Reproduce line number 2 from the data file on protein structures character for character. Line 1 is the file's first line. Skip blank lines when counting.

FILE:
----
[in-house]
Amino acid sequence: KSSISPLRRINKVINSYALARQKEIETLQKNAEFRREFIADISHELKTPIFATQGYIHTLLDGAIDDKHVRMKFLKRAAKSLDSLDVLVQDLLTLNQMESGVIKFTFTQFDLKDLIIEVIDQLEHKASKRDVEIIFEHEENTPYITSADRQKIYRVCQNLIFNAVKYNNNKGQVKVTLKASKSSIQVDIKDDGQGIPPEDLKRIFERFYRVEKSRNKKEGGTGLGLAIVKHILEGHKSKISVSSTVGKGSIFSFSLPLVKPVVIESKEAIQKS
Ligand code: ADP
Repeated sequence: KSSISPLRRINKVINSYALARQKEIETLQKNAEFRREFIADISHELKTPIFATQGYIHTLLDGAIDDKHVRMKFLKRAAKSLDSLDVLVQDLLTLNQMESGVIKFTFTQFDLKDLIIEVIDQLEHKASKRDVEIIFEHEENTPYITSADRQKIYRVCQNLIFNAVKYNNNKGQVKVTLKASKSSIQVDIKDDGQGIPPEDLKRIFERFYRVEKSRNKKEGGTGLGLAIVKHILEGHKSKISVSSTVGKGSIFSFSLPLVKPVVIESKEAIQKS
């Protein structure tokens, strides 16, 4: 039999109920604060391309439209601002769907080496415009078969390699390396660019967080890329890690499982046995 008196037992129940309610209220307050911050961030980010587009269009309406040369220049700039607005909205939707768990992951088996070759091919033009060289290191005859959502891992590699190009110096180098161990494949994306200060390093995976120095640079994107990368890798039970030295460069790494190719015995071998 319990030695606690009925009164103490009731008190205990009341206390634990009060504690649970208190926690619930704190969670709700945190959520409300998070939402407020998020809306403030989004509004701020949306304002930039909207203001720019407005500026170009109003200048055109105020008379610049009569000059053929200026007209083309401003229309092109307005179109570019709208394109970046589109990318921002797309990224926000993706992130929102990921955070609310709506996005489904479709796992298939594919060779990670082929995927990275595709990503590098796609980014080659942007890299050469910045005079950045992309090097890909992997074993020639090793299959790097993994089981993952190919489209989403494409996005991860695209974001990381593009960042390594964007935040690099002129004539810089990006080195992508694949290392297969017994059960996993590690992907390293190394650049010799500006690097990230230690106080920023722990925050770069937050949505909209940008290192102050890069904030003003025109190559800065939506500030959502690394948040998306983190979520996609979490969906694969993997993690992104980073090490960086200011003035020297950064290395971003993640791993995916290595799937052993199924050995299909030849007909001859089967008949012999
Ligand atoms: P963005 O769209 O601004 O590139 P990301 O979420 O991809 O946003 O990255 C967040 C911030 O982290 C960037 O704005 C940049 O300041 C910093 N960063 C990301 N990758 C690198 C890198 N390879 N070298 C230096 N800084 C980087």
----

Amino acid sequence: KSSISPLRRINKVINSYALARQKEIETLQKNAEFRREFIADISHELKTPIFATQGYIHTLLDGAIDDKHVRMKFLKRAAKSLDSLDVLVQDLLTLNQMESGVIKFTFTQFDLKDLIIEVIDQLEHKASKRDVEIIFEHEENTPYITSADRQKIYRVCQNLIFNAVKYNNNKGQVKVTLKASKSSIQVDIKDDGQGIPPEDLKRIFERFYRVEKSRNKKEGGTGLGLAIVKHILEGHKSKISVSSTVGKGSIFSFSLPLVKPVVIESKEAIQKS